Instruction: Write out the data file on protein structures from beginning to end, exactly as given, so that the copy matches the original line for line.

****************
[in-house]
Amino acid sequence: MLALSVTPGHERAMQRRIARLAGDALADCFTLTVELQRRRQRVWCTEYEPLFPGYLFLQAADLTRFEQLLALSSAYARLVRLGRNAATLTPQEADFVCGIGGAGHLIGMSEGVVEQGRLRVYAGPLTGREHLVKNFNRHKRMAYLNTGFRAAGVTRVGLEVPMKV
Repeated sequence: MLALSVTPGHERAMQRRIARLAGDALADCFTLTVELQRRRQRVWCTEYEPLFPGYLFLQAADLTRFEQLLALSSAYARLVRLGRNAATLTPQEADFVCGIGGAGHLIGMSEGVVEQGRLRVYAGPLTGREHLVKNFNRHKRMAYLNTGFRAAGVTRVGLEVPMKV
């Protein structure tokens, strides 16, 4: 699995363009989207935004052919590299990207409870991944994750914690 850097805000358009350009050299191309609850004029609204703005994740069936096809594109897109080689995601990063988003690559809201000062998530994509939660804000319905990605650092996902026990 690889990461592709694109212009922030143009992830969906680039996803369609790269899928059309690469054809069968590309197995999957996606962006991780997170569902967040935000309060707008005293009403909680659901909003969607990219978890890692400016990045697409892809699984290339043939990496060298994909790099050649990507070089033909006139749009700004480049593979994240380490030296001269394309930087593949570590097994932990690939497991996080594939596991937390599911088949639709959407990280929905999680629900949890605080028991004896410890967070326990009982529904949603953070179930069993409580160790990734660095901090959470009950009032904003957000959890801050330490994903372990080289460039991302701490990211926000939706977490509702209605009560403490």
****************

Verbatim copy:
[in-house]
Amino acid sequence: MLALSVTPGHERAMQRRIARLAGDALADCFTLTVELQRRRQRVWCTEYEPLFPGYLFLQAADLTRFEQLLALSSAYARLVRLGRNAATLTPQEADFVCGIGGAGHLIGMSEGVVEQGRLRVYAGPLTGREHLVKNFNRHKRMAYLNTGFRAAGVTRVGLEVPMKV
Repeated sequence: MLALSVTPGHERAMQRRIARLAGDALADCFTLTVELQRRRQRVWCTEYEPLFPGYLFLQAADLTRFEQLLALSSAYARLVRLGRNAATLTPQEADFVCGIGGAGHLIGMSEGVVEQGRLRVYAGPLTGREHLVKNFNRHKRMAYLNTGFRAAGVTRVGLEVPMKV
């Protein structure tokens, strides 16, 4: 699995363009989207935004052919590299990207409870991944994750914690 850097805000358009350009050299191309609850004029609204703005994740069936096809594109897109080689995601990063988003690559809201000062998530994509939660804000319905990605650092996902026990 690889990461592709694109212009922030143009992830969906680039996803369609790269899928059309690469054809069968590309197995999957996606962006991780997170569902967040935000309060707008005293009403909680659901909003969607990219978890890692400016990045697409892809699984290339043939990496060298994909790099050649990507070089033909006139749009700004480049593979994240380490030296001269394309930087593949570590097994932990690939497991996080594939596991937390599911088949639709959407990280929905999680629900949890605080028991004896410890967070326990009982529904949603953070179930069993409580160790990734660095901090959470009950009032904003957000959890801050330490994903372990080289460039991302701490990211926000939706977490509702209605009560403490």